Along with 16,000 other U.S. high school students, Erik A. Brodsky of Cortlandt Manor has been named a semi-finalist in the National Merit Scholarship Competition.
What sets Erik apart from most of the other Merit-orious names on the list of semi-finalists is that, while they are grouped under their high school, above Erik’s name is “Homeschool.”
Since preschool, the high school senior has been taught by his parents, as has his brother David, who was a 2019 National Merit Finalist and is now a sophomore at University of Texas-Dallas, majoring in computer science.
Erik says both he and his sibling wanted to be home schooled by their parents, Lucie Brodska (sic) and Tom Brodsky, natives of the Czech Republic (where naming conventions differ by gender). Erik will be majoring in math in college.
For most of his high school years, Erik has taken Advanced Placement (AP) and college courses, including math classes at Manhattanville College. Many of his AP courses are administered through an organization called Pennsylvania Home Schoolers. He also participates in the Westchester Area Math Circle.
Erik says his “proudest achievement” is being named one of 18 Honorable Mentions nationwide in the United States of America Junior Mathematical Olympiad (USA JMO), sponsored by Mathematical Association of America.
“I’m very into math,” says Erik. “I like abstract thinking and reasoning. The way I think works very well with how math works. It’s a natural subject for me. I consider myself lucky.”
Erik enjoys being able to explore math “more in-depth” as a home schooler than he would be able to in public school. “Being high schooled let me have a flexible education,” he notes. ***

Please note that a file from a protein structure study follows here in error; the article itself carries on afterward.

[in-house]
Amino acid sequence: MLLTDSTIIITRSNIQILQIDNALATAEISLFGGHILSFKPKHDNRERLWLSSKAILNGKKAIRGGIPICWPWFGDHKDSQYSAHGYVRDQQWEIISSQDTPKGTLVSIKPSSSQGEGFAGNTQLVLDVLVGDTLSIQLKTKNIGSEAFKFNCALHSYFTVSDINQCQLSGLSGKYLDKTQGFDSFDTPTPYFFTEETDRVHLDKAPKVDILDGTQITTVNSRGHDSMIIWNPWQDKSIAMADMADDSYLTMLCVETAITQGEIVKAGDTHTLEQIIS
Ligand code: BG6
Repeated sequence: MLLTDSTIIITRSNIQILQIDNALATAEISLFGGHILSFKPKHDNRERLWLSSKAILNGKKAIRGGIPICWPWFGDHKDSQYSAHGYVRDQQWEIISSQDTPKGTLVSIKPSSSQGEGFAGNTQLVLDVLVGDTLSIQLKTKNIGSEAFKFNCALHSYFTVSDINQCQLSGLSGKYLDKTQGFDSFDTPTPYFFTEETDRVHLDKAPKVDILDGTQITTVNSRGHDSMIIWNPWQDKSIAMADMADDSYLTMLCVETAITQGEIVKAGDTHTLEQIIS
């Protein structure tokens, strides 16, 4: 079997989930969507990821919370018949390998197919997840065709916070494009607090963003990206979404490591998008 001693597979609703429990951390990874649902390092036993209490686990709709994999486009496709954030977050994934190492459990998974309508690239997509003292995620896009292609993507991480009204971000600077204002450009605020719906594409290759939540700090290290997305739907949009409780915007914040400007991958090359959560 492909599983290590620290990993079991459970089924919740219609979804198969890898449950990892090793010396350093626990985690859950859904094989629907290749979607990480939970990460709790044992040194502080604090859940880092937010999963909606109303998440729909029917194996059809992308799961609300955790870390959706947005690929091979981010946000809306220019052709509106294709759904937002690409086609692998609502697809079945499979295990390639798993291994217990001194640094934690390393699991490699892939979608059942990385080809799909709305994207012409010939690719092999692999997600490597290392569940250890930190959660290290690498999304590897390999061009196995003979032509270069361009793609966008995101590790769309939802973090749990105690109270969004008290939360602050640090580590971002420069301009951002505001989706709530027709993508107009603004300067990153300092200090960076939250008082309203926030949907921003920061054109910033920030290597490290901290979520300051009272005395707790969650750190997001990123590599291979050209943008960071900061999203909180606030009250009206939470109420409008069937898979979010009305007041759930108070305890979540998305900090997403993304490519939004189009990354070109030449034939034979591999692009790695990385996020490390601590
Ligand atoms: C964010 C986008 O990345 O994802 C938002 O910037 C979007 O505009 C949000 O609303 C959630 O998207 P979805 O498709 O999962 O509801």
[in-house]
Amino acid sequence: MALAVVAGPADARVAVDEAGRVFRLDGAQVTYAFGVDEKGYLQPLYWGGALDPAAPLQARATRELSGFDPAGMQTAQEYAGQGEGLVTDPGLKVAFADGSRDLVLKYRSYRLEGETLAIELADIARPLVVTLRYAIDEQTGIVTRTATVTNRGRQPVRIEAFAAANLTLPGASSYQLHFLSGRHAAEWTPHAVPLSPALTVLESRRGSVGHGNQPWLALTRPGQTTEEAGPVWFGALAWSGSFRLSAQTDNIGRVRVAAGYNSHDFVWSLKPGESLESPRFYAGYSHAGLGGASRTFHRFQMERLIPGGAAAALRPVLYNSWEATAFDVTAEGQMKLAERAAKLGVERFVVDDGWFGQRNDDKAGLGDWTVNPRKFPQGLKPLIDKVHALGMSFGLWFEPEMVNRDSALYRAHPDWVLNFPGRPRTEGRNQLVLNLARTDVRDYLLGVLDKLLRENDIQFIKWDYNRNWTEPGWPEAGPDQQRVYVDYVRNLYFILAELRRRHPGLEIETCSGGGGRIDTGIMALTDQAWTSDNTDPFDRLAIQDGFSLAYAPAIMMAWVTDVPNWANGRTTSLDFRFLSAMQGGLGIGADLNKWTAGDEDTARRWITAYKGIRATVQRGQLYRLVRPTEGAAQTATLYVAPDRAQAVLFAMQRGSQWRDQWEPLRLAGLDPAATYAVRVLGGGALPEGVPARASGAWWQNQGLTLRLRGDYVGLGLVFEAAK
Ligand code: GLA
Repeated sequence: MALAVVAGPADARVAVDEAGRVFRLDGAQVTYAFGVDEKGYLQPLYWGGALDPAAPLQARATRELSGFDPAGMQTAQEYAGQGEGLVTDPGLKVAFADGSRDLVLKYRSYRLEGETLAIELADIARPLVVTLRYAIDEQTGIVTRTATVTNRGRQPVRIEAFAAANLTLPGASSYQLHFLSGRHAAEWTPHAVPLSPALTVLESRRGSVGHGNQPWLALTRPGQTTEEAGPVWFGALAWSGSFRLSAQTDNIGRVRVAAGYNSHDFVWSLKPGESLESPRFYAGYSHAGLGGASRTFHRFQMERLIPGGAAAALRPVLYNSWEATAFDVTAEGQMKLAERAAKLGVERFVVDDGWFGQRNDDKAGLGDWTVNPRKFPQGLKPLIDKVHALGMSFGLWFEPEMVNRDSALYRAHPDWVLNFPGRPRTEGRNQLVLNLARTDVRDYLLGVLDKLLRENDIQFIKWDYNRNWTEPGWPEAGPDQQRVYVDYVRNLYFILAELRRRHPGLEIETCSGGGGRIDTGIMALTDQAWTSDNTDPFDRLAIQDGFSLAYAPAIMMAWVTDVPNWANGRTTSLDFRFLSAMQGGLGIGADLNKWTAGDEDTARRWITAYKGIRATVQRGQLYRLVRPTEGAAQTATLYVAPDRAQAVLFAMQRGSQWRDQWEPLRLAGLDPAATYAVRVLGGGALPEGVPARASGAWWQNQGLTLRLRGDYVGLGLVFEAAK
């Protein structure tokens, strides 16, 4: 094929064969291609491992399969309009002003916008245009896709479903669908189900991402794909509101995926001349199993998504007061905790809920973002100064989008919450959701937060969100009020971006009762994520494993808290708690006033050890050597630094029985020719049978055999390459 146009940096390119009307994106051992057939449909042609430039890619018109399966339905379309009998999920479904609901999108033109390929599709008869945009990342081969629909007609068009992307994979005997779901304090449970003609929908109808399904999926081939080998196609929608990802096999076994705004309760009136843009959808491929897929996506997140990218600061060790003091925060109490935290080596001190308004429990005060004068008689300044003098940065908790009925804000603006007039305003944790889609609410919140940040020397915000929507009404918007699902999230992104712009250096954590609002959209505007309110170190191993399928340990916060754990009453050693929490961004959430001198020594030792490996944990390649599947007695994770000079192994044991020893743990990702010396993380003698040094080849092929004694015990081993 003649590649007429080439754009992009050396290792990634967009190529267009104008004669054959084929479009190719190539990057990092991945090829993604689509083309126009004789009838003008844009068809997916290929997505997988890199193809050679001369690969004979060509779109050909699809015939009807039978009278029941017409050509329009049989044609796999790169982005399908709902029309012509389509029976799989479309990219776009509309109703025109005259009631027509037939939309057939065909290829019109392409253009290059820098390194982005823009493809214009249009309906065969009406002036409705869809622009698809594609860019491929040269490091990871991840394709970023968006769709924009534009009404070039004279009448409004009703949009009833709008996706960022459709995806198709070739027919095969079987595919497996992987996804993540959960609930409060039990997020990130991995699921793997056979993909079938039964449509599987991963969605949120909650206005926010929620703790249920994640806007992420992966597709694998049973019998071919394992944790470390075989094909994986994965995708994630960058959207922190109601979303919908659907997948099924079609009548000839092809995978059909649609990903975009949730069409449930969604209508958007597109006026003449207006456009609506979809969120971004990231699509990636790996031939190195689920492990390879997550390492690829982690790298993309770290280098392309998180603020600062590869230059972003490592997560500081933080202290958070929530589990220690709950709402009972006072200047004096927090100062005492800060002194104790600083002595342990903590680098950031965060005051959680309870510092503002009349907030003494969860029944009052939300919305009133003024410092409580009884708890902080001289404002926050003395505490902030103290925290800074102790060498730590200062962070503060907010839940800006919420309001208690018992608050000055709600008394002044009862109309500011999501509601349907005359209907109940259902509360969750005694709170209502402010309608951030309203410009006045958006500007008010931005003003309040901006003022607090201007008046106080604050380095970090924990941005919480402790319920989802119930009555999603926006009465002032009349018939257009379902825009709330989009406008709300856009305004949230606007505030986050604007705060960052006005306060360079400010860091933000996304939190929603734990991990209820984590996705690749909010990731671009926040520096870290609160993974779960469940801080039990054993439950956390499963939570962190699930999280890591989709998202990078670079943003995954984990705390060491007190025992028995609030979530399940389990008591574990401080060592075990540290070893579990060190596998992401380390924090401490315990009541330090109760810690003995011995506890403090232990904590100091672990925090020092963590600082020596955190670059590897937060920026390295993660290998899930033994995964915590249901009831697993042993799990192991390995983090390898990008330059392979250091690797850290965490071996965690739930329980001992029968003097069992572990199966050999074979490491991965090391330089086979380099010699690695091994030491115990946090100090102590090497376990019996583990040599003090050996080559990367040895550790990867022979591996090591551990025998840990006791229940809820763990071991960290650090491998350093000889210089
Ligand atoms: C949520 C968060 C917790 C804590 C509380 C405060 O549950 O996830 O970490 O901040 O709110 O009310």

In addition to the freedom to focus more intensely on subjects for which a student has the most affinity, another value of home schooling is learning how to manage time, a critical discipline in future success.
Erik explains that “There’s a lot less formal structure because the majority of online classes is independent study. You need to figure out how to manage it and do it at your own pace. There isn’t really a set block of time or the same formal structure as in a public school day.”
Socializing with other students and participation in scholastic sports also is notably different for the home schooled population. With his brother, Erik used to play racquet ball at Premiere Athletic Club in Montrose, but has never wanted to play competitive sports.
“Socially, I have a lot of friends around the country I’ve met through online classes,” says Erik. “We are very good friends with other local home schooled families, including through the Young Scholars program, but it’s been harder to keep in touch [in person] or have fun or whatever during the pandemic.”
Erik’s been able to stay connected with like-minded students through “stuff I’m interested in,” such as birding. He is vice president of New York State Young Birders Club, and has been active as well in the _____for all of his teen years.
“I like being outside a lot and looking at birds. It’s a lot of fun.” If he had to pick a favorite flier, it might be the Bald Eagle. He’s monitored them coming to roost on the Hudson River for Bedford Audubon.
Of all the things about being homeschooled that sets Erik apart from his peers, there’s one thing they might envy the most: He’s never gotten a report card.
Bruce Apar is Editorial Director and Associate Publisher of River Towns Media LLC.